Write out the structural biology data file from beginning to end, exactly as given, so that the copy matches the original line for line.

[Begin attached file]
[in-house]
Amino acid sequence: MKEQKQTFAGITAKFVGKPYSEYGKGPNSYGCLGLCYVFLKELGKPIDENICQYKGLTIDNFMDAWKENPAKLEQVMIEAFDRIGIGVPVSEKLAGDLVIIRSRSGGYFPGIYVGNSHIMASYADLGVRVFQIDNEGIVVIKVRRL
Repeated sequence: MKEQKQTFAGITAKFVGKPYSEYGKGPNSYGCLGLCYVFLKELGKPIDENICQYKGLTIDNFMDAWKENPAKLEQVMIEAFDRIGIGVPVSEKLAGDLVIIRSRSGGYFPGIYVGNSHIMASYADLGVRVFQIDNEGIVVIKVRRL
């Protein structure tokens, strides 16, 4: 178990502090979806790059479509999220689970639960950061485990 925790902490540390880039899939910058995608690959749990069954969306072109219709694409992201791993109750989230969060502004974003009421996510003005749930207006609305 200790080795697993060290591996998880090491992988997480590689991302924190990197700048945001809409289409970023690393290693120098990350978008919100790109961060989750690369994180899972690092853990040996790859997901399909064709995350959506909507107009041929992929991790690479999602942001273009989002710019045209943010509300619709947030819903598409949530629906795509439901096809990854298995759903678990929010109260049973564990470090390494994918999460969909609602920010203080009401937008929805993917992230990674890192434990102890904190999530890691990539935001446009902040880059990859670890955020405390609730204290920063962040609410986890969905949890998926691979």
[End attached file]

[in-house]
Amino acid sequence: MKEQKQTFAGITAKFVGKPYSEYGKGPNSYGCLGLCYVFLKELGKPIDENICQYKGLTIDNFMDAWKENPAKLEQVMIEAFDRIGIGVPVSEKLAGDLVIIRSRSGGYFPGIYVGNSHIMASYADLGVRVFQIDNEGIVVIKVRRL
Repeated sequence: MKEQKQTFAGITAKFVGKPYSEYGKGPNSYGCLGLCYVFLKELGKPIDENICQYKGLTIDNFMDAWKENPAKLEQVMIEAFDRIGIGVPVSEKLAGDLVIIRSRSGGYFPGIYVGNSHIMASYADLGVRVFQIDNEGIVVIKVRRL
């Protein structure tokens, strides 16, 4: 178990502090979806790059479509999220689970639960950061485990 925790902490540390880039899939910058995608690959749990069954969306072109219709694409992201791993109750989230969060502004974003009421996510003005749930207006609305 200790080795697993060290591996998880090491992988997480590689991302924190990197700048945001809409289409970023690393290693120098990350978008919100790109961060989750690369994180899972690092853990040996790859997901399909064709995350959506909507107009041929992929991790690479999602942001273009989002710019045209943010509300619709947030819903598409949530629906795509439901096809990854298995759903678990929010109260049973564990470090390494994918999460969909609602920010203080009401937008929805993917992230990674890192434990102890904190999530890691990539935001446009902040880059990859670890955020405390609730204290920063962040609410986890969905949890998926691979």